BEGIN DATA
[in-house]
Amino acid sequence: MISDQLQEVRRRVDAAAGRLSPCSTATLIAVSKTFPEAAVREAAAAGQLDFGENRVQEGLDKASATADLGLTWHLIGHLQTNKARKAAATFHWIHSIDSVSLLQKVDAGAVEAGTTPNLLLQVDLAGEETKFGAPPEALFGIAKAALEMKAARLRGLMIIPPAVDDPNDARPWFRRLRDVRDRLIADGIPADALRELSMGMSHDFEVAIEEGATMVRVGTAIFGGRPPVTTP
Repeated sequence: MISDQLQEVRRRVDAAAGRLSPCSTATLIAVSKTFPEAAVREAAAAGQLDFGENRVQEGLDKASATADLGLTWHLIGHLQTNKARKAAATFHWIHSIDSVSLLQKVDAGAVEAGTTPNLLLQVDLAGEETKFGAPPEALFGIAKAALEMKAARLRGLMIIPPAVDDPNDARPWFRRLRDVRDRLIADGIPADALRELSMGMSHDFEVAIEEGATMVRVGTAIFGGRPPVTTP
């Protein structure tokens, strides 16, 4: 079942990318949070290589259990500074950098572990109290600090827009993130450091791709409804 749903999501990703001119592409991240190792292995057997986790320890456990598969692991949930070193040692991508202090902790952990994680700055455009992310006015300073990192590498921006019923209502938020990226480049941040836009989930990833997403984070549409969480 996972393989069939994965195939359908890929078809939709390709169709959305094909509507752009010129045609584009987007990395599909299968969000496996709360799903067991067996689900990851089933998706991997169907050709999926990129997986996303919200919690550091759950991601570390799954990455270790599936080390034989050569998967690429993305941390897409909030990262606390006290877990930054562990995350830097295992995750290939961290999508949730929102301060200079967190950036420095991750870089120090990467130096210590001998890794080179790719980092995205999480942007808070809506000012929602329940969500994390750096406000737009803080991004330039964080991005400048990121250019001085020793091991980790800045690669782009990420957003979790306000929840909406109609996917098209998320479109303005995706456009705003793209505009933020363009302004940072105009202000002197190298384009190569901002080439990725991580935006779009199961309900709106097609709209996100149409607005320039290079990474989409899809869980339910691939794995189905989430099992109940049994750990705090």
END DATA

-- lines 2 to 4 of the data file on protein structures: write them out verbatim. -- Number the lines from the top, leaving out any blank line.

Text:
Amino acid sequence: MISDQLQEVRRRVDAAAGRLSPCSTATLIAVSKTFPEAAVREAAAAGQLDFGENRVQEGLDKASATADLGLTWHLIGHLQTNKARKAAATFHWIHSIDSVSLLQKVDAGAVEAGTTPNLLLQVDLAGEETKFGAPPEALFGIAKAALEMKAARLRGLMIIPPAVDDPNDARPWFRRLRDVRDRLIADGIPADALRELSMGMSHDFEVAIEEGATMVRVGTAIFGGRPPVTTP
Repeated sequence: MISDQLQEVRRRVDAAAGRLSPCSTATLIAVSKTFPEAAVREAAAAGQLDFGENRVQEGLDKASATADLGLTWHLIGHLQTNKARKAAATFHWIHSIDSVSLLQKVDAGAVEAGTTPNLLLQVDLAGEETKFGAPPEALFGIAKAALEMKAARLRGLMIIPPAVDDPNDARPWFRRLRDVRDRLIADGIPADALRELSMGMSHDFEVAIEEGATMVRVGTAIFGGRPPVTTP
């Protein structure tokens, strides 16, 4: 079942990318949070290589259990500074950098572990109290600090827009993130450091791709409804 749903999501990703001119592409991240190792292995057997986790320890456990598969692991949930070193040692991508202090902790952990994680700055455009992310006015300073990192590498921006019923209502938020990226480049941040836009989930990833997403984070549409969480 996972393989069939994965195939359908890929078809939709390709169709959305094909509507752009010129045609584009987007990395599909299968969000496996709360799903067991067996689900990851089933998706991997169907050709999926990129997986996303919200919690550091759950991601570390799954990455270790599936080390034989050569998967690429993305941390897409909030990262606390006290877990930054562990995350830097295992995750290939961290999508949730929102301060200079967190950036420095991750870089120090990467130096210590001998890794080179790719980092995205999480942007808070809506000012929602329940969500994390750096406000737009803080991004330039964080991005400048990121250019001085020793091991980790800045690669782009990420957003979790306000929840909406109609996917098209998320479109303005995706456009705003793209505009933020363009302004940072105009202000002197190298384009190569901002080439990725991580935006779009199961309900709106097609709209996100149409607005320039290079990474989409899809869980339910691939794995189905989430099992109940049994750990705090």